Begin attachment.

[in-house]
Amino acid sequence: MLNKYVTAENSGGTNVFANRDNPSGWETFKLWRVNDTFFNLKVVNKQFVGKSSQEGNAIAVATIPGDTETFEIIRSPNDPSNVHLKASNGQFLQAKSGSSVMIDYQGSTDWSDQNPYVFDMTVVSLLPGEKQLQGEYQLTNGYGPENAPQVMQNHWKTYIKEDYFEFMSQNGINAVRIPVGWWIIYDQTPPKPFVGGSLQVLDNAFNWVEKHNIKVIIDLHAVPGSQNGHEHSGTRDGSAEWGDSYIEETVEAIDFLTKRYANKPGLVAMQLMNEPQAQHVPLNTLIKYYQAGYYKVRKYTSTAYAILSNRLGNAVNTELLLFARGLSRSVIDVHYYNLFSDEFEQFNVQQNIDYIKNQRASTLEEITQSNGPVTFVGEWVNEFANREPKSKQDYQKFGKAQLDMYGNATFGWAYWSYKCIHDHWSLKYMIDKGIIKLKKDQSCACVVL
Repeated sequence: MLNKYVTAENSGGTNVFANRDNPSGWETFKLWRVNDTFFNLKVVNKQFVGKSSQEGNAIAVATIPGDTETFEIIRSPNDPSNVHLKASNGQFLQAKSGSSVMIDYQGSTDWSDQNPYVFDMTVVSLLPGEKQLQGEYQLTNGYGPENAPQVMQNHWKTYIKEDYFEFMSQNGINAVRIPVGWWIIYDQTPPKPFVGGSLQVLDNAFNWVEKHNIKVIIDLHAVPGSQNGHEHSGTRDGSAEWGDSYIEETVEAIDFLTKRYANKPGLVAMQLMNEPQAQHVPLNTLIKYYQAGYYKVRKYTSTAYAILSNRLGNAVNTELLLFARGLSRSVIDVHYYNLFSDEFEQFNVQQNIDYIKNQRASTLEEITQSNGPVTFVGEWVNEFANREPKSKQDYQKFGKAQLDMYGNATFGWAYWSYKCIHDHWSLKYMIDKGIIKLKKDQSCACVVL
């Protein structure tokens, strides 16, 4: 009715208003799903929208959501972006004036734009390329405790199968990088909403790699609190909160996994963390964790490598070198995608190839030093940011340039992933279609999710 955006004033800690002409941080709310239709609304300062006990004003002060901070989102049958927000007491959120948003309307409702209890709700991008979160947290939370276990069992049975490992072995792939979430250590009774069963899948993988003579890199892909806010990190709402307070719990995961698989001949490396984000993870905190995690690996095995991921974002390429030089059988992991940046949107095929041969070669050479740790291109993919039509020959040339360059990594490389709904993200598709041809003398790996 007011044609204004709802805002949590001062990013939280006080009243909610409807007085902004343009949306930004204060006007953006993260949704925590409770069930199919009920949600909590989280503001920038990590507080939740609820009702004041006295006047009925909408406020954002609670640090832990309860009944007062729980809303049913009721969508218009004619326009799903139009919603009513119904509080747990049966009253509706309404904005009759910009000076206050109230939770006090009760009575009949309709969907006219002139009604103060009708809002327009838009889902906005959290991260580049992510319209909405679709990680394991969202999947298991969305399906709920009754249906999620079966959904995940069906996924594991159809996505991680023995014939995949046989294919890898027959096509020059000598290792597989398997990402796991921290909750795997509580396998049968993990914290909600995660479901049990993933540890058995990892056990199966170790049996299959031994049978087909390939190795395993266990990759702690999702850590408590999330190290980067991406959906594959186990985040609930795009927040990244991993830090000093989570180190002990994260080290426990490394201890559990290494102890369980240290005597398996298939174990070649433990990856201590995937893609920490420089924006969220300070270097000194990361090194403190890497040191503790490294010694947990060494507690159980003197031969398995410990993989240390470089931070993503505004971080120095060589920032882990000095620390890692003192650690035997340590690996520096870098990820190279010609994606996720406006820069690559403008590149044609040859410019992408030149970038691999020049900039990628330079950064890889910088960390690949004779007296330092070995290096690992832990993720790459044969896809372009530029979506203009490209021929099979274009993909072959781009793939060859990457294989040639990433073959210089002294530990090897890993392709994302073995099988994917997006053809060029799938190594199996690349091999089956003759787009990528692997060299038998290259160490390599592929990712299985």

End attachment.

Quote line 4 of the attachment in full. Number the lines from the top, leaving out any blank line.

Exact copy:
């Protein structure tokens, strides 16, 4: 009715208003799903929208959501972006004036734009390329405790199968990088909403790699609190909160996994963390964790490598070198995608190839030093940011340039992933279609999710 955006004033800690002409941080709310239709609304300062006990004003002060901070989102049958927000007491959120948003309307409702209890709700991008979160947290939370276990069992049975490992072995792939979430250590009774069963899948993988003579890199892909806010990190709402307070719990995961698989001949490396984000993870905190995690690996095995991921974002390429030089059988992991940046949107095929041969070669050479740790291109993919039509020959040339360059990594490389709904993200598709041809003398790996 007011044609204004709802805002949590001062990013939280006080009243909610409807007085902004343009949306930004204060006007953006993260949704925590409770069930199919009920949600909590989280503001920038990590507080939740609820009702004041006295006047009925909408406020954002609670640090832990309860009944007062729980809303049913009721969508218009004619326009799903139009919603009513119904509080747990049966009253509706309404904005009759910009000076206050109230939770006090009760009575009949309709969907006219002139009604103060009708809002327009838009889902906005959290991260580049992510319209909405679709990680394991969202999947298991969305399906709920009754249906999620079966959904995940069906996924594991159809996505991680023995014939995949046989294919890898027959096509020059000598290792597989398997990402796991921290909750795997509580396998049968993990914290909600995660479901049990993933540890058995990892056990199966170790049996299959031994049978087909390939190795395993266990990759702690999702850590408590999330190290980067991406959906594959186990985040609930795009927040990244991993830090000093989570180190002990994260080290426990490394201890559990290494102890369980240290005597398996298939174990070649433990990856201590995937893609920490420089924006969220300070270097000194990361090194403190890497040191503790490294010694947990060494507690159980003197031969398995410990993989240390470089931070993503505004971080120095060589920032882990000095620390890692003192650690035997340590690996520096870098990820190279010609994606996720406006820069690559403008590149044609040859410019992408030149970038691999020049900039990628330079950064890889910088960390690949004779007296330092070995290096690992832990993720790459044969896809372009530029979506203009490209021929099979274009993909072959781009793939060859990457294989040639990433073959210089002294530990090897890993392709994302073995099988994917997006053809060029799938190594199996690349091999089956003759787009990528692997060299038998290259160490390599592929990712299985």